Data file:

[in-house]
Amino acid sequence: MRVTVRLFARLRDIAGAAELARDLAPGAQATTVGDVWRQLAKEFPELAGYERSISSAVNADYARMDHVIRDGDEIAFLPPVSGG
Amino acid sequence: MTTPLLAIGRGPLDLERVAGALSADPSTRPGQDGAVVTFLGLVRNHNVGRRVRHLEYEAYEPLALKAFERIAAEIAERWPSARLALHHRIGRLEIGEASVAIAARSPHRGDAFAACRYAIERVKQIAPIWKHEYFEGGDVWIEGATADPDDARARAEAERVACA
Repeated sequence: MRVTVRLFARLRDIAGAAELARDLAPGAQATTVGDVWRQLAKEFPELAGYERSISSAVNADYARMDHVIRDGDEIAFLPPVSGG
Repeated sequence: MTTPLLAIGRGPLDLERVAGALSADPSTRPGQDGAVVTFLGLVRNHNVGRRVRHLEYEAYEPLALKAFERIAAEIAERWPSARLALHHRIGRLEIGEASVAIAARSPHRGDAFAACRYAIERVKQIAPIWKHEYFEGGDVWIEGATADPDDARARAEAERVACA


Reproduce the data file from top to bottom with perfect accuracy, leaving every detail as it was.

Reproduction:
[in-house]
Amino acid sequence: MRVTVRLFARLRDIAGAAELARDLAPGAQATTVGDVWRQLAKEFPELAGYERSISSAVNADYARMDHVIRDGDEIAFLPPVSGG
Amino acid sequence: MTTPLLAIGRGPLDLERVAGALSADPSTRPGQDGAVVTFLGLVRNHNVGRRVRHLEYEAYEPLALKAFERIAAEIAERWPSARLALHHRIGRLEIGEASVAIAARSPHRGDAFAACRYAIERVKQIAPIWKHEYFEGGDVWIEGATADPDDARARAEAERVACA
Repeated sequence: MRVTVRLFARLRDIAGAAELARDLAPGAQATTVGDVWRQLAKEFPELAGYERSISSAVNADYARMDHVIRDGDEIAFLPPVSGG
Repeated sequence: MTTPLLAIGRGPLDLERVAGALSADPSTRPGQDGAVVTFLGLVRNHNVGRRVRHLEYEAYEPLALKAFERIAAEIAERWPSARLALHHRIGRLEIGEASVAIAARSPHRGDAFAACRYAIERVKQIAPIWKHEYFEGGDVWIEGATADPDDARARAEAERVACA